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Campānĭa , ae, f., = Καμπανία [campus, i. e. the plain, the level country],
I.the very fruitful and luxurious (Cic. Agr. 2, 35, 95) province of Campania, in Middle Italy, whose chief city was Capua, now Terra di Lavoro, Mel. 2, 4, 2 and 9; Liv. 2, 52, 1; Tib. 1, 9, 33; Plin. 3, 5, 9, § 60; Flor. 1, 16, 3.—
II. Derivv.
A. Campānus , a, um, adj., Campanian, of Campania: “ager,Cic. Agr. 1, 7, 20; 2, 32, 87; Brut. ap. Cic. Fam. 11, 20, 3: “rus,Mart. 9, 61, 4: “colonia,Cic. Agr. 2, 32, 85: “matres,Liv. 26, 13, 15: “merum,Mart. 1, 19, 6: “Lyaeus,” i. e. wine, id. 1, 13, 118: “rosae,Plin. 21, 4, 10, § 16; cf. Mart. 9, 61: “aes,Plin. 34, 8, 20, § 95: “supellex,” i. e. earthen, Hor. S. 1, 6, 118: “trulla,id. ib. 2, 3, 144: “luxuria,Liv. 23, 45, 2: morbus, a kind of wart or tumor endemic in Campania, Hor. S. 1, 5, 62 (v. Schol. Crucq.): Campanus pons, near Capua, leading over the Savo to Sinuessa, Hor. S. 1, 5, 45; Plin. 14, 6, 8, § 62: “urbs,” i. e. Capua, Verg. A. 10, 145: Via, a branch of the Via Appia, Suet. Aug. 94; Vitr. 8, 3; Inscr. Grut. 374, 5; 611, 13 al.—Subst.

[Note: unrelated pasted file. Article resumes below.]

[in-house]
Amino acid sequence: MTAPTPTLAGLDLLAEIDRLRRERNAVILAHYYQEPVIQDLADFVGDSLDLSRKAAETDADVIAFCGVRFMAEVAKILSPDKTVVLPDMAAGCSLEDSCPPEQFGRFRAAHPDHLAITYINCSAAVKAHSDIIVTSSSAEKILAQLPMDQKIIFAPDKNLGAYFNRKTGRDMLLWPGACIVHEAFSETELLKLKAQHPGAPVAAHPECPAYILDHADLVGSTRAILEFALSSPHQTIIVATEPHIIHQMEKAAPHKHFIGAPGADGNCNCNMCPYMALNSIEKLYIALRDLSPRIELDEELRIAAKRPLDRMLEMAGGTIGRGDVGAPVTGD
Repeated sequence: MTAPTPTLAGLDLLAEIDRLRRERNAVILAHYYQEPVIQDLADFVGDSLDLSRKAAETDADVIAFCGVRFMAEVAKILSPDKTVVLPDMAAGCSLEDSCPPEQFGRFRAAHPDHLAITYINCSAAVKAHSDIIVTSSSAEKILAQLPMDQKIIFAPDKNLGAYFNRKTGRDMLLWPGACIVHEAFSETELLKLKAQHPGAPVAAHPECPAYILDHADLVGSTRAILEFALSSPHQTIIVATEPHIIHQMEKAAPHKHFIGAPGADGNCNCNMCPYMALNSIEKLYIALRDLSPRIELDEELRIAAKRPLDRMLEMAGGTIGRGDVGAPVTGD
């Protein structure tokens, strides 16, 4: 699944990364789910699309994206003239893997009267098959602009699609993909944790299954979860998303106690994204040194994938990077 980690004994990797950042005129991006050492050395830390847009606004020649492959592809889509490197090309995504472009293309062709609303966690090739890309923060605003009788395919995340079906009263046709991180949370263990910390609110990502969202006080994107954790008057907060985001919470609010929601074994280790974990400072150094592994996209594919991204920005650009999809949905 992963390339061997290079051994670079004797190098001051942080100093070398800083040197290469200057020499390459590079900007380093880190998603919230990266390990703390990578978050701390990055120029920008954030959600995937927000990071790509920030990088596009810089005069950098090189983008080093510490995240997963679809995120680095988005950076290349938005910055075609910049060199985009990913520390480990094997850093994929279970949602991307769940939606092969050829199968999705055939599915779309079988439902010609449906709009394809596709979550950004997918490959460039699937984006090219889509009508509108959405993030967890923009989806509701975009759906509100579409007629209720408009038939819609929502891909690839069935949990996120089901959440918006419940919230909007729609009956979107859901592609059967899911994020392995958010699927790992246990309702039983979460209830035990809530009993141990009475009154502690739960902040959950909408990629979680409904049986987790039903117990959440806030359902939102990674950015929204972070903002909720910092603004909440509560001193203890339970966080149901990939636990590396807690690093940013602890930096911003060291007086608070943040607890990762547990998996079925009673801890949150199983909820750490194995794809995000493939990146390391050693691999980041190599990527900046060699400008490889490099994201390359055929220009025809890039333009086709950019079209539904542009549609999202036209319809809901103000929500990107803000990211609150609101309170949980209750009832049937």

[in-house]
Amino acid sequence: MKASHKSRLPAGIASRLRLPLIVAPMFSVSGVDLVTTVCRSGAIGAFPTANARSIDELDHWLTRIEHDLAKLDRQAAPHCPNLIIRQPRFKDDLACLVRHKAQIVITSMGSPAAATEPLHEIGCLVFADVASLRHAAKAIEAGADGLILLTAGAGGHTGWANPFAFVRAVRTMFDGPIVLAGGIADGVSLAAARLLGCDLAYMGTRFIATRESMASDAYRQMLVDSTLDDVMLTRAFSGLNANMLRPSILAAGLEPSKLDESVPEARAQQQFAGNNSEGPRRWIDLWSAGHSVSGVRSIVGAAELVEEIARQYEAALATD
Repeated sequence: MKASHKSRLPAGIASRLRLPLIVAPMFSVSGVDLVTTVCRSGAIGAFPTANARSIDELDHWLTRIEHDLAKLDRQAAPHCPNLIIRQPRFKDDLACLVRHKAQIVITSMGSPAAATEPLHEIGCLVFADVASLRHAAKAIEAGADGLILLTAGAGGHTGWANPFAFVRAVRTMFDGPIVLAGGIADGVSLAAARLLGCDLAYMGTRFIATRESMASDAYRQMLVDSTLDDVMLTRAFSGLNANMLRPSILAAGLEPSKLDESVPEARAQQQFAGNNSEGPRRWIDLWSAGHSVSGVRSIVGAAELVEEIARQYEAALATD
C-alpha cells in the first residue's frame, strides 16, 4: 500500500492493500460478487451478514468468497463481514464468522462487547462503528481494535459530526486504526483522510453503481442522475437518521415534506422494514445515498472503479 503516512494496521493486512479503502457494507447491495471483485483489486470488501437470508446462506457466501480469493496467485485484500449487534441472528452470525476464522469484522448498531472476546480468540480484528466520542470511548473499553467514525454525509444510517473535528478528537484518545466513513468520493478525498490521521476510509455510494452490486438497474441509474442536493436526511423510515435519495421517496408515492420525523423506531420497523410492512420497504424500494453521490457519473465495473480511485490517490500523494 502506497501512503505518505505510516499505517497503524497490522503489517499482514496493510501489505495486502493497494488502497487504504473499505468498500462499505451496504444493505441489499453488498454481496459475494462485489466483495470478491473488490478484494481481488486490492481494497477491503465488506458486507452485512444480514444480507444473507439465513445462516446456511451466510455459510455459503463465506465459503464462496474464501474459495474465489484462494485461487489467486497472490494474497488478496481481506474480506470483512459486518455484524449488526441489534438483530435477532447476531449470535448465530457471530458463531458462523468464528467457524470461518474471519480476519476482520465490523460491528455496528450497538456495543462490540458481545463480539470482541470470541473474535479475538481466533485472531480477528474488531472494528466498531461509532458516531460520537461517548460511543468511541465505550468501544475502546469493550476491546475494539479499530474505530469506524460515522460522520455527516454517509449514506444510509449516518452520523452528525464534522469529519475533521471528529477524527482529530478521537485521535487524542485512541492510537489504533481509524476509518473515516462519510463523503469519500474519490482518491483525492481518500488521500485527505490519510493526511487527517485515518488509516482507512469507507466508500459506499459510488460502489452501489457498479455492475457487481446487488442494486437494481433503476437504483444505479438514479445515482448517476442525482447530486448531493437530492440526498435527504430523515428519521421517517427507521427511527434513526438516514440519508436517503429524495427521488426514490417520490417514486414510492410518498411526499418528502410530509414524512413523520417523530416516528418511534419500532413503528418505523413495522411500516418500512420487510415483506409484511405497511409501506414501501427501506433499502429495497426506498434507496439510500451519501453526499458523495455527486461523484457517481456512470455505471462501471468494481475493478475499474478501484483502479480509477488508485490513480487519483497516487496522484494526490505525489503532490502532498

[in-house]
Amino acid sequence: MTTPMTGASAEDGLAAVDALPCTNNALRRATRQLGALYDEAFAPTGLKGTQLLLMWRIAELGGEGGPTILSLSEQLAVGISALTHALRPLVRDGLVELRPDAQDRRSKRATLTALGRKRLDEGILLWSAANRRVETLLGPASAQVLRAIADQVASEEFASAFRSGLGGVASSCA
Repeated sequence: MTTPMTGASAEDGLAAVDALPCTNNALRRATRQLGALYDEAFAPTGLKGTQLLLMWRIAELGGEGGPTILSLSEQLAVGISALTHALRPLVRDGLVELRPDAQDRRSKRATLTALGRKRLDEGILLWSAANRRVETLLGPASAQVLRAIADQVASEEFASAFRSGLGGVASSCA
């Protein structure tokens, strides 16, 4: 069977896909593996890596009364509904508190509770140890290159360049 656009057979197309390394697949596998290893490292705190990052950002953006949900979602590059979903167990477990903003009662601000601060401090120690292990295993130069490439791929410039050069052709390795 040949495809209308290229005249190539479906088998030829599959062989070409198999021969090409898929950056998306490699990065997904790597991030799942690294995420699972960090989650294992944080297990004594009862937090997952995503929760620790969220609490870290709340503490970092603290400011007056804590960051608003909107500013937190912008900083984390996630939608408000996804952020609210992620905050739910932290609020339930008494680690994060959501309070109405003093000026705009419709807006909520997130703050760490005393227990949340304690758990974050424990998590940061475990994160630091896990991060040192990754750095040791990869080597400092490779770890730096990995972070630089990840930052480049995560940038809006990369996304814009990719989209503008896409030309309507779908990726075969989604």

1. campāna , ae f., a, stilyard, Isid. Orig. 16, 25, 6; Gloss. Vat. ap. Auct. Class. 7, p. 581 Mai.—
2. Plur.: Campāni , ōrum, m., the inhabitants of Campania, the Campanians, Cic. Agr. 1, 7, 20; 2, 35, 94 and 96 al.—
B. Campā-nĭcus , a, um, adj., Campanian: “aratra,Cato, R. R. 135, 2: “fiscinae,id. ib. and 153: “serta,id. 107, 1 (Plin. 21, 9, 29, § 53: “sertula Campana): peristromata,Plaut. Ps. 1, 2, 13. —*
C. Campānĭus , a, um, adj., Campanian: “terra = Campania,Tib. 1, 9, 33 (cf.: terra Arabia, Celtiberia, etc.).—*
D. Campans , antis, adj., of Compania: “genus,Plaut. Trin. 2, 4, 144 Brix ad loc. (also ap. Non. p. 486, 24).
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